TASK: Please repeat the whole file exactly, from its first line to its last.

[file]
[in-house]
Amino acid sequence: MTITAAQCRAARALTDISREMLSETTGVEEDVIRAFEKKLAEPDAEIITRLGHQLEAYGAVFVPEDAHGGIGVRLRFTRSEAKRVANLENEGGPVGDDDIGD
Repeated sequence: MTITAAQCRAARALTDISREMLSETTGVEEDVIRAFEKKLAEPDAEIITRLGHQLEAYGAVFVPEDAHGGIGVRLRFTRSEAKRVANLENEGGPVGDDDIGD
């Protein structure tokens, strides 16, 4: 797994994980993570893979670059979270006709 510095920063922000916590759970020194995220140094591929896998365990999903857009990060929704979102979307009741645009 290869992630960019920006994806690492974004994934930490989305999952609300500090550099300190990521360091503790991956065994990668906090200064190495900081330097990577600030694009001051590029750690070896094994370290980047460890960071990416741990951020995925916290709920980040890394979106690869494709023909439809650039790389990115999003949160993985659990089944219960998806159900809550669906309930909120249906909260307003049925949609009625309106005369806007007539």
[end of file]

[in-house]
Amino acid sequence: MTITAAQCRAARALTDISREMLSETTGVEEDVIRAFEKKLAEPDAEIITRLGHQLEAYGAVFVPEDAHGGIGVRLRFTRSEAKRVANLENEGGPVGDDDIGD
Repeated sequence: MTITAAQCRAARALTDISREMLSETTGVEEDVIRAFEKKLAEPDAEIITRLGHQLEAYGAVFVPEDAHGGIGVRLRFTRSEAKRVANLENEGGPVGDDDIGD
């Protein structure tokens, strides 16, 4: 797994994980993570893979670059979270006709 510095920063922000916590759970020194995220140094591929896998365990999903857009990060929704979102979307009741645009 290869992630960019920006994806690492974004994934930490989305999952609300500090550099300190990521360091503790991956065994990668906090200064190495900081330097990577600030694009001051590029750690070896094994370290980047460890960071990416741990951020995925916290709920980040890394979106690869494709023909439809650039790389990115999003949160993985659990089944219960998806159900809550669906309930909120249906909260307003049925949609009625309106005369806007007539």